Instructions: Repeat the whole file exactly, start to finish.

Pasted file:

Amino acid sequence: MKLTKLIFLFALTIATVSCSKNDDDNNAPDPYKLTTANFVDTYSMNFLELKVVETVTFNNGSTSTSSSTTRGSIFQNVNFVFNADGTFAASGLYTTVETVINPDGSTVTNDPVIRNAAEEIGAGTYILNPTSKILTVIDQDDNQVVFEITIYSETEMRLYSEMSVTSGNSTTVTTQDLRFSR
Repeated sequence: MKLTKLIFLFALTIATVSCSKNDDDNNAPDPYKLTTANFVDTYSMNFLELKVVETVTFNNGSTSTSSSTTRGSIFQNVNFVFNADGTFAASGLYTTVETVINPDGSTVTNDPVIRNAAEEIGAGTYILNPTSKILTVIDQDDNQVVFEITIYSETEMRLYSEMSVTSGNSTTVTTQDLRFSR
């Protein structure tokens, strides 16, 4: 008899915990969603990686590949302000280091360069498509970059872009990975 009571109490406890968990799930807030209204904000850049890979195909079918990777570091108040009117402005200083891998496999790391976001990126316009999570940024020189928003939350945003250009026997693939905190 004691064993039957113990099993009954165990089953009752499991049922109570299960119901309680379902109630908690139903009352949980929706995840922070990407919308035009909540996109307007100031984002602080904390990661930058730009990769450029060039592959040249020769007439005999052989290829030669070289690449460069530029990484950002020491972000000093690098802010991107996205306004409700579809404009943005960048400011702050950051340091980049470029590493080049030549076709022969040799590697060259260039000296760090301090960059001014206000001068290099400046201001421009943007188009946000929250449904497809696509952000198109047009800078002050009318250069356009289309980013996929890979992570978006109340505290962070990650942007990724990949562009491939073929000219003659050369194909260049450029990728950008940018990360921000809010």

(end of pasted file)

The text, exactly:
Amino acid sequence: MKLTKLIFLFALTIATVSCSKNDDDNNAPDPYKLTTANFVDTYSMNFLELKVVETVTFNNGSTSTSSSTTRGSIFQNVNFVFNADGTFAASGLYTTVETVINPDGSTVTNDPVIRNAAEEIGAGTYILNPTSKILTVIDQDDNQVVFEITIYSETEMRLYSEMSVTSGNSTTVTTQDLRFSR
Repeated sequence: MKLTKLIFLFALTIATVSCSKNDDDNNAPDPYKLTTANFVDTYSMNFLELKVVETVTFNNGSTSTSSSTTRGSIFQNVNFVFNADGTFAASGLYTTVETVINPDGSTVTNDPVIRNAAEEIGAGTYILNPTSKILTVIDQDDNQVVFEITIYSETEMRLYSEMSVTSGNSTTVTTQDLRFSR
């Protein structure tokens, strides 16, 4: 008899915990969603990686590949302000280091360069498509970059872009990975 009571109490406890968990799930807030209204904000850049890979195909079918990777570091108040009117402005200083891998496999790391976001990126316009999570940024020189928003939350945003250009026997693939905190 004691064993039957113990099993009954165990089953009752499991049922109570299960119901309680379902109630908690139903009352949980929706995840922070990407919308035009909540996109307007100031984002602080904390990661930058730009990769450029060039592959040249020769007439005999052989290829030669070289690449460069530029990484950002020491972000000093690098802010991107996205306004409700579809404009943005960048400011702050950051340091980049470029590493080049030549076709022969040799590697060259260039000296760090301090960059001014206000001068290099400046201001421009943007188009946000929250449904497809696509952000198109047009800078002050009318250069356009289309980013996929890979992570978006109340505290962070990650942007990724990949562009491939073929000219003659050369194909260049450029990728950008940018990360921000809010």